void MessageReceived(const FString& TextMessage);

The Blueprint implementation simply redirects this event to the UMG widget where we added a function called SetMessage to internally update a Text Block (and perform some timer logic to fade-out after several sections)

File:Survival section4 hudBP01.jpg
File:Survival section4 hudBP01.jpg

This type of event messaging is great for many different interactions between the C++ and your HUD. For example one could use it to display hit notifications when a zombie damaged the player.

Exposing functions to commandline

It's very easy to expose your functions to the command line (\~ tilde) input which is incredibly valuable for debugging (eg. infinite ammo, god mode, teleport etc.) All you need is to specify the "exec" keyword with your UFUNCTION() as below.

File:Survival section4 cmdline.jpg
File:Survival section4 cmdline.jpg

While in-game, type \~ (tilde) and start typing your function name, you will see it appear in the auto completion and it supports parameter passing like the time of day float in the sample above.

// SGameState.cpp

/* By passing in "exec" we expose it as a command line (press ~ to open) */
UFUNCTION(exec)
void SetTimeOfDay(float NewTimeOfDay);

Exposing functions this way is a great tool for debugging, but keep in mind that most commands are only valid on the server.

Spectating other players

File:Survival section4 spectating.jpg
File:Survival section4 spectating.jpg

When a player dies and another player is still alive he will spectate the player until he respawns. With the current ruleset respawning happens at sunrise (more on that in the next block "Respawning" below)

In the following code snippet (taken from SPlayerController) you can see we initiate spectating at the UnFreeze() call (the moment the controller receives access to input) which happens almost immediately after death.

The state is updated to Spectating on client and server and by calling ViewAPlayer(direction) we set the spectating focus on on the other player that is (possibly) still alive. Finally the HUD is updated to show the spectator screen.

// SPlayerController.cpp

void ASPlayerController::UnFreeze()
{
    Super::UnFreeze();

        // ...

    StartSpectating();
}

void ASPlayerController::StartSpectating()
{
    /* Update the state on server */
    PlayerState->bIsSpectator = true;
    ChangeState(NAME_Spectating);
    /* Push the state update to the client */
    ClientGotoState(NAME_Spectating);

    /* Focus on the remaining alive player */
    ViewAPlayer(1);

    /* Update the HUD to show the spectator screen */
    ClientHUDStateChanged(EHUDState::Spectating);
}

The ViewAPlayer takes care of the camera management of setting it to the 3rd-person view, locked to the remaining player. You can repeatedly call this function to cycle through remaining players while spectating. Keep in mind that we filter out the bots by overwriting the CanSpectate logic of GameMode, see below.

bool ASGameMode::CanSpectate(APlayerController* Viewer, APlayerState* ViewTarget)
{
    /* Don't allow spectating of other non-player bots */
    return (ViewTarget && !ViewTarget->bIsABot);
}

This could be further extended to filter by TeamIndex if multiple teams exist on the map or by checking if the player is still alive.

Respawning

By default the gamemode attempts to spawn players and bots at PlayerStart actors. You can add your own logic on how to pick the best player start, for example by checking if a start is exclusive to a specific team, or if it's a player-only spawn or through a weighting system that does line of sight checks so any spawnpoint out of sight of players is preferred. You simply implement any kind of logic in the ChoosePlayerStart function of GameMode, see "Respawn Using Spawnpoints" below for an example.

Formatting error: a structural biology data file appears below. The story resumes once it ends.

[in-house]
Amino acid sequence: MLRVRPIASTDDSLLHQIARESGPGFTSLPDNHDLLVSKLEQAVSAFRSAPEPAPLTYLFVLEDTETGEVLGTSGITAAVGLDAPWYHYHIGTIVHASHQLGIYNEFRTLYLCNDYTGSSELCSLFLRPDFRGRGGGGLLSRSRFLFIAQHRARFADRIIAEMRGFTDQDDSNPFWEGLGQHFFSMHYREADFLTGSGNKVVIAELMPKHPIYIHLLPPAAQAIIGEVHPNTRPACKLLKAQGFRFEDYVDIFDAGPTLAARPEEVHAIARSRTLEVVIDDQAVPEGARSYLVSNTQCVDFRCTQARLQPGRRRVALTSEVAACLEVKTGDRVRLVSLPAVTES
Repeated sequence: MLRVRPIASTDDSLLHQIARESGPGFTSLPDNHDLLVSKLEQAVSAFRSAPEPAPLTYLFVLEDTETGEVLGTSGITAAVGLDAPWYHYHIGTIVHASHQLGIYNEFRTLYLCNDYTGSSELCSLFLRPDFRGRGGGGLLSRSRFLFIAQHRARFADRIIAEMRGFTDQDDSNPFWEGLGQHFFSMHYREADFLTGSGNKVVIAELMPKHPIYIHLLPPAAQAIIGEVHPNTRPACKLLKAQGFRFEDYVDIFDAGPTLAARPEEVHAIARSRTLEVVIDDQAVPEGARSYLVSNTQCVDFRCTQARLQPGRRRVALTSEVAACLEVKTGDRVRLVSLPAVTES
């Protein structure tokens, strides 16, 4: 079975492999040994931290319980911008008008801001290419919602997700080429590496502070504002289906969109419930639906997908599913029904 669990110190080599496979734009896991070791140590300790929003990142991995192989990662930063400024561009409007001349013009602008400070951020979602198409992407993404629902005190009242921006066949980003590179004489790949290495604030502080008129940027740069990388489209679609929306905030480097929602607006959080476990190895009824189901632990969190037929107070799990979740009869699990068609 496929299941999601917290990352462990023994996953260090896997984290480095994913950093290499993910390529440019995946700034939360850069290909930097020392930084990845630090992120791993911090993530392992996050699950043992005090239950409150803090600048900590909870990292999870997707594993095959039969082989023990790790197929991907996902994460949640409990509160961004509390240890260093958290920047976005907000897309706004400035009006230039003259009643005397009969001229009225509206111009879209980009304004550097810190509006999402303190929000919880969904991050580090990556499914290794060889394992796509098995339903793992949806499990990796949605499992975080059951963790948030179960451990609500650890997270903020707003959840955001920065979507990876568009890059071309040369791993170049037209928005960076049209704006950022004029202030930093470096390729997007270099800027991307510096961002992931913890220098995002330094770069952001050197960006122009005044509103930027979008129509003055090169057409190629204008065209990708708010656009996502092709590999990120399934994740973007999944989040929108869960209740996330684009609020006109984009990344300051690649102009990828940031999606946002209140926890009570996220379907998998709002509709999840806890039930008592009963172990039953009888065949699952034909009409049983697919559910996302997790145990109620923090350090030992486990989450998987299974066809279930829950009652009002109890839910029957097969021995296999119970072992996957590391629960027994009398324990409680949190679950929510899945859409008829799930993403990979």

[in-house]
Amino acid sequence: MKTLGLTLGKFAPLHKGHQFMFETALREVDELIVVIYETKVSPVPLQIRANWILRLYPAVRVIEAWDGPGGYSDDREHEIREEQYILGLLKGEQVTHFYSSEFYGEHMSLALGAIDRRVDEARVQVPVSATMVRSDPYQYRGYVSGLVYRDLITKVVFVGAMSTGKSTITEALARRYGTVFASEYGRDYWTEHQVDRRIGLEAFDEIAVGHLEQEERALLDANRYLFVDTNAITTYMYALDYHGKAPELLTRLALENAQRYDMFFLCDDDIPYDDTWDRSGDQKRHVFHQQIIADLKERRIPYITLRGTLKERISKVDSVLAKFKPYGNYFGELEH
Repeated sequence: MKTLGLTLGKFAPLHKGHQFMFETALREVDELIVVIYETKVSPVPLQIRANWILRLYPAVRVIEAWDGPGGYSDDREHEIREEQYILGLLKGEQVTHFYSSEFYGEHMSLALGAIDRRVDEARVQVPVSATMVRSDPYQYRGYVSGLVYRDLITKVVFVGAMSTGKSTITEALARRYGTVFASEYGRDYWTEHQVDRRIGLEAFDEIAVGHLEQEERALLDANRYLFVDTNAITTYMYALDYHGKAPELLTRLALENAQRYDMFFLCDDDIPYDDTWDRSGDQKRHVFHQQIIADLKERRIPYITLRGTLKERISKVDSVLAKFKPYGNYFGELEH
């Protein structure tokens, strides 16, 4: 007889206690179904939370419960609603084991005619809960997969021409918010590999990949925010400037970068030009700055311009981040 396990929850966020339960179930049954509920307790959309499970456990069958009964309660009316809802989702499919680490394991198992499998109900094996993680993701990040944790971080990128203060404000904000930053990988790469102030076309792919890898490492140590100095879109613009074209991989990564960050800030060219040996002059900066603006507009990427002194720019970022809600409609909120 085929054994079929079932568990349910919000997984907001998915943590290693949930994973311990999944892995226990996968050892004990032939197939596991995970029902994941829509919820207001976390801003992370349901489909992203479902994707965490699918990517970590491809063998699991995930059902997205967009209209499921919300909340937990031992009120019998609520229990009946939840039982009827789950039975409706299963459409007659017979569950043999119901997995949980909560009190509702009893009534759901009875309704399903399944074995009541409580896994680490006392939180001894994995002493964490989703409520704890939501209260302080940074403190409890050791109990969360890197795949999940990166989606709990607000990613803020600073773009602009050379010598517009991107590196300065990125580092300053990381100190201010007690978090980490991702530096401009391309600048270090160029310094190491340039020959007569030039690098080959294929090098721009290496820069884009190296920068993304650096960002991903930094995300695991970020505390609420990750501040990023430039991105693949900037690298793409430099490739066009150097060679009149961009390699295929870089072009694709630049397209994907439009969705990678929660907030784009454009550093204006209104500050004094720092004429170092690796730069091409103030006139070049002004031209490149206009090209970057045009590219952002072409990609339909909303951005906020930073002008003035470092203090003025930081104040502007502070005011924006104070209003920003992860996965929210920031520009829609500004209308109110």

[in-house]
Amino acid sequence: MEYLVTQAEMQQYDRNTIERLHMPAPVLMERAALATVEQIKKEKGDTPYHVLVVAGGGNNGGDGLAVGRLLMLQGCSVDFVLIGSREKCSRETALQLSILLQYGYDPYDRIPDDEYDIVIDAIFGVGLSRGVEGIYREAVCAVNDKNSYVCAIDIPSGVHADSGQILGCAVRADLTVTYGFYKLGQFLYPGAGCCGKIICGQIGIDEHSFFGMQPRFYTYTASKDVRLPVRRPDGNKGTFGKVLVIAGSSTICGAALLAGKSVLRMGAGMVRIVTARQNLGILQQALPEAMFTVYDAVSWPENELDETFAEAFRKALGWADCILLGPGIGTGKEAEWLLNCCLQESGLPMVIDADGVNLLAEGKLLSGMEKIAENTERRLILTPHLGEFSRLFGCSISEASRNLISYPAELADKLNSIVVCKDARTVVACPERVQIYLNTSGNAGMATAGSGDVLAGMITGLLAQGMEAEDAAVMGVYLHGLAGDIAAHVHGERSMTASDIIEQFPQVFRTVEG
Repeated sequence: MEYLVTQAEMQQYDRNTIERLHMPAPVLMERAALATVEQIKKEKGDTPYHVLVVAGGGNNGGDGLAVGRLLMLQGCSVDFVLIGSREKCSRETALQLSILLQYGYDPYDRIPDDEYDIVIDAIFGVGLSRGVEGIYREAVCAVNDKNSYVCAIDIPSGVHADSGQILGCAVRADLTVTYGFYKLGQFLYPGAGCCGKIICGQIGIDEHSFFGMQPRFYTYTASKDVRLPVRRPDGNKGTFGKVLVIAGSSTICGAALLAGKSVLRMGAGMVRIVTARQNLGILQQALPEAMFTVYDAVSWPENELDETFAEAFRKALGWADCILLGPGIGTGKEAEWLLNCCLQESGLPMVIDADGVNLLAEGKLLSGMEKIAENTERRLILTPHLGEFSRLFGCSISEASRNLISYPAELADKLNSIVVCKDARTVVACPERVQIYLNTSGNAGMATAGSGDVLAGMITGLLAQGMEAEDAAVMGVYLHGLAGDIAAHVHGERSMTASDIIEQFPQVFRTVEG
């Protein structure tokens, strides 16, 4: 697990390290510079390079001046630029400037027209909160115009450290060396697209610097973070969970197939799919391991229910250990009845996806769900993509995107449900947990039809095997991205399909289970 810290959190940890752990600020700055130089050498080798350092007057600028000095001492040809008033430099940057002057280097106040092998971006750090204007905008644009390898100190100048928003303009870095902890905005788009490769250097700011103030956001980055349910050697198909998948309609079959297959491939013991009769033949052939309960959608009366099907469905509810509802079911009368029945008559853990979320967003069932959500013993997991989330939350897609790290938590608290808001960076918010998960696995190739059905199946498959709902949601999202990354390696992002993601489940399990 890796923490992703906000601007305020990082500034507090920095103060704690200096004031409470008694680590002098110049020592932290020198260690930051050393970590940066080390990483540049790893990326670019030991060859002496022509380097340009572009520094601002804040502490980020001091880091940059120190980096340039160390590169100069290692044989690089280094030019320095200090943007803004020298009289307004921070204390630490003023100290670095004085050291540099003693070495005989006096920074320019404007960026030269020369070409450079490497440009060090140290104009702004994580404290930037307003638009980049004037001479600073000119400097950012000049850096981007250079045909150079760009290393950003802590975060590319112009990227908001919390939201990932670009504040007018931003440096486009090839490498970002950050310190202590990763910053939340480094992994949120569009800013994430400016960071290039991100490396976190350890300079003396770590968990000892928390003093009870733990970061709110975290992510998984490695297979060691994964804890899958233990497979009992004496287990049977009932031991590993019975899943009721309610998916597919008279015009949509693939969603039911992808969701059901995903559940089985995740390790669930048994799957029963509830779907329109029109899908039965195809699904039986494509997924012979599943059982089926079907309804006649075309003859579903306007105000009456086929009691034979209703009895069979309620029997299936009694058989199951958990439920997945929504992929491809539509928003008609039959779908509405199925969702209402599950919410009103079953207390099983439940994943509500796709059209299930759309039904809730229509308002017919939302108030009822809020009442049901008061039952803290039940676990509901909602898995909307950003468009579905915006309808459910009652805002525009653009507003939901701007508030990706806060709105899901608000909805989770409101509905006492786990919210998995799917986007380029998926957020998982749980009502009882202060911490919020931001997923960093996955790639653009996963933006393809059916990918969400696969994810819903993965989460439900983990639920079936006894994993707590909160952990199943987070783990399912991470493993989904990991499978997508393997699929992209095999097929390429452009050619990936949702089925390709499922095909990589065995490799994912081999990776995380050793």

For the coop gamemode we respawn players not at PlayerStarts, but near teammates.

Respawn at team using the Navigation Mesh

File:Survival section4 navmeshrespawn.jpg
File:Survival section4 navmeshrespawn.jpg

In the coop ruleset we (re-)spawn at any player that is still alive. For this we utilize the NavigationMesh data that is orignally intended for AI pathfinding. (Press "P" in the map to see the navigation mesh, if your map doesn't have a nav mesh you need to insert a NavMeshBoundsVolume) By using this navigation data we know it will get a valid walking position and we don't accidentally spawn our player into a wall or other blocking Actor.

The following function to respawn the player can be split into 4 distinct parts. First we try to get a position and rotation from the first alive player we can find. If we failed to find a player, we fall back to using PlayerStart Actors instead (as defined in the base class of GameMode) On success however, we query the navigation system to find a random point in a small radius around the other player. The final part is almost identical to the base GameMode function and it's where we create a new pawn, let the controller possess it and finally adjust rotation to match that of the currently alive player.

// SGameMode.cpp

void ASGameMode::RestartPlayer(class AController* NewPlayer)
{
    // ...

    /* Look for a live player to spawn next to */
    FVector SpawnOrigin = FVector::ZeroVector;
    FRotator StartRotation = FRotator::ZeroRotator;
    for (FConstPawnIterator It = GetWorld()->GetPawnIterator(); It; It++)
    {
        ASCharacter* MyCharacter = Cast(*It);
        if (MyCharacter && MyCharacter->IsAlive())
        {
            /* Get the origin of the first player we can find */
            SpawnOrigin = MyCharacter->GetActorLocation();
            StartRotation = MyCharacter->GetActorRotation();
            break;
        }
    }

    /* No player is alive (yet) - spawn using one of the PlayerStarts */
    if (SpawnOrigin == FVector::ZeroVector)
    {
        Super::RestartPlayer(NewPlayer);
        return;
    }

    /* Get a point on the nav mesh near the other player */
    FVector StartLocation = UNavigationSystem::GetRandomPointInRadius(NewPlayer, SpawnOrigin, 250.0f);

    // Try to create a pawn to use of the default class for this player